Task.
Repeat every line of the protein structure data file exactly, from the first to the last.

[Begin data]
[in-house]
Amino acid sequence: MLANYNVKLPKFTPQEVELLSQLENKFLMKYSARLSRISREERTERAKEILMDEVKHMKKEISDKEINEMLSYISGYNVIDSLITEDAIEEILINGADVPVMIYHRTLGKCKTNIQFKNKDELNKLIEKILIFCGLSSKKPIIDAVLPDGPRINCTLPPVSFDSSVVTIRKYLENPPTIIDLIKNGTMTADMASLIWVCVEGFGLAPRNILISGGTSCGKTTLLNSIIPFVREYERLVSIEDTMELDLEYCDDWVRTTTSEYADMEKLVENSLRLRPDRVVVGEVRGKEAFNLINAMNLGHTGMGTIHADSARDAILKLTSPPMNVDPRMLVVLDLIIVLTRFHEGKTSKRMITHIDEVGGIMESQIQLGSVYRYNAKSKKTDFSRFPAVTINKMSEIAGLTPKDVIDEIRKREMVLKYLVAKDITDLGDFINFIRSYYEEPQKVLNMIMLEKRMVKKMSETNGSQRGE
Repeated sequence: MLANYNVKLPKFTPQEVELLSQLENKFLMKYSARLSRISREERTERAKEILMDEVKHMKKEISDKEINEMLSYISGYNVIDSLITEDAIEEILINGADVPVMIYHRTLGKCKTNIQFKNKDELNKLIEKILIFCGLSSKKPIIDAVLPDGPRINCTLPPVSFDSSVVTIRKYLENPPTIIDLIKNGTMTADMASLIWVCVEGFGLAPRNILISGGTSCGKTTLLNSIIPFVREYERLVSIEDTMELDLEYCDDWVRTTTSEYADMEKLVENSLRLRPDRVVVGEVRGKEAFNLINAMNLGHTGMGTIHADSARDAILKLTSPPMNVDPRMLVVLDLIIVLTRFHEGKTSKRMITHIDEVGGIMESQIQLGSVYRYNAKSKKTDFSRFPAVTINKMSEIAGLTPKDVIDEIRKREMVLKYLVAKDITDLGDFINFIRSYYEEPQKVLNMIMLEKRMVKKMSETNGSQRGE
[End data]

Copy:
[in-house]
Amino acid sequence: MLANYNVKLPKFTPQEVELLSQLENKFLMKYSARLSRISREERTERAKEILMDEVKHMKKEISDKEINEMLSYISGYNVIDSLITEDAIEEILINGADVPVMIYHRTLGKCKTNIQFKNKDELNKLIEKILIFCGLSSKKPIIDAVLPDGPRINCTLPPVSFDSSVVTIRKYLENPPTIIDLIKNGTMTADMASLIWVCVEGFGLAPRNILISGGTSCGKTTLLNSIIPFVREYERLVSIEDTMELDLEYCDDWVRTTTSEYADMEKLVENSLRLRPDRVVVGEVRGKEAFNLINAMNLGHTGMGTIHADSARDAILKLTSPPMNVDPRMLVVLDLIIVLTRFHEGKTSKRMITHIDEVGGIMESQIQLGSVYRYNAKSKKTDFSRFPAVTINKMSEIAGLTPKDVIDEIRKREMVLKYLVAKDITDLGDFINFIRSYYEEPQKVLNMIMLEKRMVKKMSETNGSQRGE
Repeated sequence: MLANYNVKLPKFTPQEVELLSQLENKFLMKYSARLSRISREERTERAKEILMDEVKHMKKEISDKEINEMLSYISGYNVIDSLITEDAIEEILINGADVPVMIYHRTLGKCKTNIQFKNKDELNKLIEKILIFCGLSSKKPIIDAVLPDGPRINCTLPPVSFDSSVVTIRKYLENPPTIIDLIKNGTMTADMASLIWVCVEGFGLAPRNILISGGTSCGKTTLLNSIIPFVREYERLVSIEDTMELDLEYCDDWVRTTTSEYADMEKLVENSLRLRPDRVVVGEVRGKEAFNLINAMNLGHTGMGTIHADSARDAILKLTSPPMNVDPRMLVVLDLIIVLTRFHEGKTSKRMITHIDEVGGIMESQIQLGSVYRYNAKSKKTDFSRFPAVTINKMSEIAGLTPKDVIDEIRKREMVLKYLVAKDITDLGDFINFIRSYYEEPQKVLNMIMLEKRMVKKMSETNGSQRGE